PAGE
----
Cardano SPO Column #026: Hashoshi [H4SH]
This piece was published September 25th, 2021 on The Cryptonomist
Last week’s guest was a stake pool aiming to reforest the city of Milan and its region.
This initiative is a point of reference for everything Cardano and every week or two we will invite a Stake Pool Operator (SPO) to answer some questions and give us an update directly from within the Cardano community.
Considering that many of our readers are new to the crypto space, we will have a mix of simple and technical questions.
Hi Hashoshi, it’s a pleasure to have you here. For the few who don’t know who you are, can you introduce yourself? Where are you based and what’s your background?
I appreciate you having me on the column! I am Hashoshi and I create educational content about blockchain, cryptocurrency and innovative technology on YouTube. Of course, Cardano is often a subject of my videos! I’m based in the USA, and have studied blockchain/cryptocurrency since I quite literally stumbled upon the Bitcoin whitepaper ~11 years ago.
I have a background in technology with programming and hardware experience, but am also an avid reader and learner in the areas of economics, game theory, sociology, psychology and more. This space gives me the perfect opportunity to blend all the areas of study that I love!
You have been creating crypto-related content for a long time, can you tell us the story of how you ended up in this nascent space?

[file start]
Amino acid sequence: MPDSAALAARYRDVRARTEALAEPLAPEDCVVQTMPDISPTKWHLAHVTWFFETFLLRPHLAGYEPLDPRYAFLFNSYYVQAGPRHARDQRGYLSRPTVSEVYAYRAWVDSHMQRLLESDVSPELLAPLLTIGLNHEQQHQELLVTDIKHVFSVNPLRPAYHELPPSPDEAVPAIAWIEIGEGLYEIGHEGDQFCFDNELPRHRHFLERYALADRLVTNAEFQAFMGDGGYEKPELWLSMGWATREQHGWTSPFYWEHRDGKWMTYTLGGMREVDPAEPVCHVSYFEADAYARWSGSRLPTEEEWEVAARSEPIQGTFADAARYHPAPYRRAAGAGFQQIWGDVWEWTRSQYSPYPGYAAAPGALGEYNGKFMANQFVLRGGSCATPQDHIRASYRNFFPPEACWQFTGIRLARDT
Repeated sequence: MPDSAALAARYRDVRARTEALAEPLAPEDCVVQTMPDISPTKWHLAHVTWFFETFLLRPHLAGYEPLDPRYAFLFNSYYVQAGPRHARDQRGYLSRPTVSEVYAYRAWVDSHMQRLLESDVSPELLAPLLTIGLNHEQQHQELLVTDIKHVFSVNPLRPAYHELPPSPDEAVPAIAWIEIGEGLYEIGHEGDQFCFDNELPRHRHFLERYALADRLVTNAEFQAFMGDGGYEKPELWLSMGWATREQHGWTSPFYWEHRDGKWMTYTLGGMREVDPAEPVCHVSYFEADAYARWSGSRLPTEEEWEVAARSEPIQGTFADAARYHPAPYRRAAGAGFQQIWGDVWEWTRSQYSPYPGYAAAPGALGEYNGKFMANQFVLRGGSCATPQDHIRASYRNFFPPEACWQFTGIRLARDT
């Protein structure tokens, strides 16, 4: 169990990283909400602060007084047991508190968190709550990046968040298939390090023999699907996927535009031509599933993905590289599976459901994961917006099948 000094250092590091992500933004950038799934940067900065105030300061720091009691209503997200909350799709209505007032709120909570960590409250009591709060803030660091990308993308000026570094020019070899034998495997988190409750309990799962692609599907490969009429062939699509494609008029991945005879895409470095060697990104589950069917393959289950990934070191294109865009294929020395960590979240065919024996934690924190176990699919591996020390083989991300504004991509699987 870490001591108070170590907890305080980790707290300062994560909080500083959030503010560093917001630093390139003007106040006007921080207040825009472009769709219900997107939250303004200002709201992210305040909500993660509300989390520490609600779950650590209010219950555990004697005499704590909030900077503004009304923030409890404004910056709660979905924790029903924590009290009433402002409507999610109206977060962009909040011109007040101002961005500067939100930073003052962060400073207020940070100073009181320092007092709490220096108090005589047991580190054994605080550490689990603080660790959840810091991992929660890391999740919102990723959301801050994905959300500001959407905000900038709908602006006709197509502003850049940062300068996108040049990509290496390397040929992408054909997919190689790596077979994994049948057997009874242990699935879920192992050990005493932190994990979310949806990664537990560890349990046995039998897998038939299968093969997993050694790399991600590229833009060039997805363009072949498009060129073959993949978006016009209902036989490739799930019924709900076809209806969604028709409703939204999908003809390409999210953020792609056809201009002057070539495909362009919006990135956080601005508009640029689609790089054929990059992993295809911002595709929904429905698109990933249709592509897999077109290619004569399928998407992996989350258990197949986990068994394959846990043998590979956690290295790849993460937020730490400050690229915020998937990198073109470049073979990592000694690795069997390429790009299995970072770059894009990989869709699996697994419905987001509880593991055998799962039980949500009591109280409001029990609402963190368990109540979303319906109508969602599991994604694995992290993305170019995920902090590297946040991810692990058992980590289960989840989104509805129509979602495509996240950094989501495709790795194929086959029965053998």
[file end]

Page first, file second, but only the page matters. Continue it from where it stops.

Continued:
As I alluded to above, I ended up stumbling upon the Bitcoin whitepaper over a decade ago on “StumbleUpon”, which was a service that let you find curated content on the web. Reading that paper made me realize that I didn’t have to compromise on what I wanted to do for a living and choose one area of study, I could merge all my interests into one by studying and working with blockchain technology and its derivatives.
When Ethereum came into the world in 2015 and subsequently brought the idea of smart contracts written in Solidity, I taught myself the language and began to experiment with it. With that I fell further into the rabbit hole. I managed to parlay that experience into a full time job consulting and building dApps, and from there I decided that I wanted to help scale my knowledge by creating videos about the basics of blockchain to share with family, friends and clients. Against my introverted nature, I filmed a few videos and put them online. To my surprise, people seemed to be taking well to those videos, so I decided to give YouTube a try in earnest. I can only express gratitude for every person who has watched these videos, because what started as a nervy attempt to come out of my shell has become a really amazing place for me to be creative and share my knowledge. I look back and acknowledge that back in 2010 I didn’t know the gravity of what I’d discovered in Bitcoin, and I remain in awe of what I learn daily in my pursuit to understand the many projects in the cryptocurrency space today.
How has Cardano captivated your attention and why did you decide to start operating a stake pool?